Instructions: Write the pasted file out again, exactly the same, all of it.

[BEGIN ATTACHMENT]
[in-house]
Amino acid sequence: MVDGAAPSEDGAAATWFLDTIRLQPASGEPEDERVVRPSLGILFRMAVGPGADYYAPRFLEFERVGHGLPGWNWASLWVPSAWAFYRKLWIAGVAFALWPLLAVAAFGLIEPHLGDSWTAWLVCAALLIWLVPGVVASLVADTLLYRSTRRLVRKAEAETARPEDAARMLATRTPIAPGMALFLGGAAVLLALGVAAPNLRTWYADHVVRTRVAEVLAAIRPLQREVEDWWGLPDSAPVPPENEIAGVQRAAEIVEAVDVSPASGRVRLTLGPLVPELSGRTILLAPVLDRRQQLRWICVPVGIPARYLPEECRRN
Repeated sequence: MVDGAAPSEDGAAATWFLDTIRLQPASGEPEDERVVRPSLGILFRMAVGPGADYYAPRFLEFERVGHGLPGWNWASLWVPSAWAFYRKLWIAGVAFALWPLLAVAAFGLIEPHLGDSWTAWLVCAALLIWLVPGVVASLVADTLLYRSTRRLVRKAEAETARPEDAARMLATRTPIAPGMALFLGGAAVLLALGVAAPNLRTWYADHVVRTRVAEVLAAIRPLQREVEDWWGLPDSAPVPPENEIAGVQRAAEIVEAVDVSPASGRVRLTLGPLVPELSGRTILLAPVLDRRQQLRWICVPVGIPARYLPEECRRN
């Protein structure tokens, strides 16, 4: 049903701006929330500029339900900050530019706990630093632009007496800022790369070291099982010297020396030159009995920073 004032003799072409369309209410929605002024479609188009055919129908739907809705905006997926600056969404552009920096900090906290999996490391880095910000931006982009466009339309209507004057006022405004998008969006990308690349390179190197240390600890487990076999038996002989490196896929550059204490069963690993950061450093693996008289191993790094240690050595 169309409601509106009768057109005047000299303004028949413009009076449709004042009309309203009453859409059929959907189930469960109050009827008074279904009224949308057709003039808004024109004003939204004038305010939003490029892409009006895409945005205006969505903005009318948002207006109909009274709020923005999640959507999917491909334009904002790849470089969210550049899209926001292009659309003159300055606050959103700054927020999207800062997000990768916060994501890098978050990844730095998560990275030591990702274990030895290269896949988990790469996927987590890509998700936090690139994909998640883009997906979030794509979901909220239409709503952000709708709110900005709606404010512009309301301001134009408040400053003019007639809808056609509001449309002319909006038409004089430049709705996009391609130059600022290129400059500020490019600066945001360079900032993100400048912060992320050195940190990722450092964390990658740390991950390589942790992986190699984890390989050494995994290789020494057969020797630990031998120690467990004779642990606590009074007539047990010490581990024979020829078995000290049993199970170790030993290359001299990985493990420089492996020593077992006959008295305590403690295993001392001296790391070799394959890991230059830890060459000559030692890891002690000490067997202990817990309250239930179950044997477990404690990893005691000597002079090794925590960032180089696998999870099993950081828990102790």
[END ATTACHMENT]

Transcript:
[in-house]
Amino acid sequence: MVDGAAPSEDGAAATWFLDTIRLQPASGEPEDERVVRPSLGILFRMAVGPGADYYAPRFLEFERVGHGLPGWNWASLWVPSAWAFYRKLWIAGVAFALWPLLAVAAFGLIEPHLGDSWTAWLVCAALLIWLVPGVVASLVADTLLYRSTRRLVRKAEAETARPEDAARMLATRTPIAPGMALFLGGAAVLLALGVAAPNLRTWYADHVVRTRVAEVLAAIRPLQREVEDWWGLPDSAPVPPENEIAGVQRAAEIVEAVDVSPASGRVRLTLGPLVPELSGRTILLAPVLDRRQQLRWICVPVGIPARYLPEECRRN
Repeated sequence: MVDGAAPSEDGAAATWFLDTIRLQPASGEPEDERVVRPSLGILFRMAVGPGADYYAPRFLEFERVGHGLPGWNWASLWVPSAWAFYRKLWIAGVAFALWPLLAVAAFGLIEPHLGDSWTAWLVCAALLIWLVPGVVASLVADTLLYRSTRRLVRKAEAETARPEDAARMLATRTPIAPGMALFLGGAAVLLALGVAAPNLRTWYADHVVRTRVAEVLAAIRPLQREVEDWWGLPDSAPVPPENEIAGVQRAAEIVEAVDVSPASGRVRLTLGPLVPELSGRTILLAPVLDRRQQLRWICVPVGIPARYLPEECRRN
């Protein structure tokens, strides 16, 4: 049903701006929330500029339900900050530019706990630093632009007496800022790369070291099982010297020396030159009995920073 004032003799072409369309209410929605002024479609188009055919129908739907809705905006997926600056969404552009920096900090906290999996490391880095910000931006982009466009339309209507004057006022405004998008969006990308690349390179190197240390600890487990076999038996002989490196896929550059204490069963690993950061450093693996008289191993790094240690050595 169309409601509106009768057109005047000299303004028949413009009076449709004042009309309203009453859409059929959907189930469960109050009827008074279904009224949308057709003039808004024109004003939204004038305010939003490029892409009006895409945005205006969505903005009318948002207006109909009274709020923005999640959507999917491909334009904002790849470089969210550049899209926001292009659309003159300055606050959103700054927020999207800062997000990768916060994501890098978050990844730095998560990275030591990702274990030895290269896949988990790469996927987590890509998700936090690139994909998640883009997906979030794509979901909220239409709503952000709708709110900005709606404010512009309301301001134009408040400053003019007639809808056609509001449309002319909006038409004089430049709705996009391609130059600022290129400059500020490019600066945001360079900032993100400048912060992320050195940190990722450092964390990658740390991950390589942790992986190699984890390989050494995994290789020494057969020797630990031998120690467990004779642990606590009074007539047990010490581990024979020829078995000290049993199970170790030993290359001299990985493990420089492996020593077992006959008295305590403690295993001392001296790391070799394959890991230059830890060459000559030692890891002690000490067997202990817990309250239930179950044997477990404690990893005691000597002079090794925590960032180089696998999870099993950081828990102790």